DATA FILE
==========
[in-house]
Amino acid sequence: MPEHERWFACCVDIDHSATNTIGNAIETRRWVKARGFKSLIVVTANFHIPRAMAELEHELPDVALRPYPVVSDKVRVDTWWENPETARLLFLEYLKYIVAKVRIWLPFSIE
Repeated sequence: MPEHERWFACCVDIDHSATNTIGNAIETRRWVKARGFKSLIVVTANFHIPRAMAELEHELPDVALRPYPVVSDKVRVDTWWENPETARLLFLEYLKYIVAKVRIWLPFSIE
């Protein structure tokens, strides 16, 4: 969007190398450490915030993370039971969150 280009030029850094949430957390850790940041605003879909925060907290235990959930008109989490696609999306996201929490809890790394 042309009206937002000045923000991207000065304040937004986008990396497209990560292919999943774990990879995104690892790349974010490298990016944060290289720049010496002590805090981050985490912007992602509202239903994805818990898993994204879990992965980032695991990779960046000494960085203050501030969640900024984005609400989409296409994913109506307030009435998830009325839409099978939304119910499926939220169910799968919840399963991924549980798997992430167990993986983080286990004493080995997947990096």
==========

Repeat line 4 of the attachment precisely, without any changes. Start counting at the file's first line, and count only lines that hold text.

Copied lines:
């Protein structure tokens, strides 16, 4: 969007190398450490915030993370039971969150 280009030029850094949430957390850790940041605003879909925060907290235990959930008109989490696609999306996201929490809890790394 042309009206937002000045923000991207000065304040937004986008990396497209990560292919999943774990990879995104690892790349974010490298990016944060290289720049010496002590805090981050985490912007992602509202239903994805818990898993994204879990992965980032695991990779960046000494960085203050501030969640900024984005609400989409296409994913109506307030009435998830009325839409099978939304119910499926939220169910799968919840399963991924549980798997992430167990993986983080286990004493080995997947990096």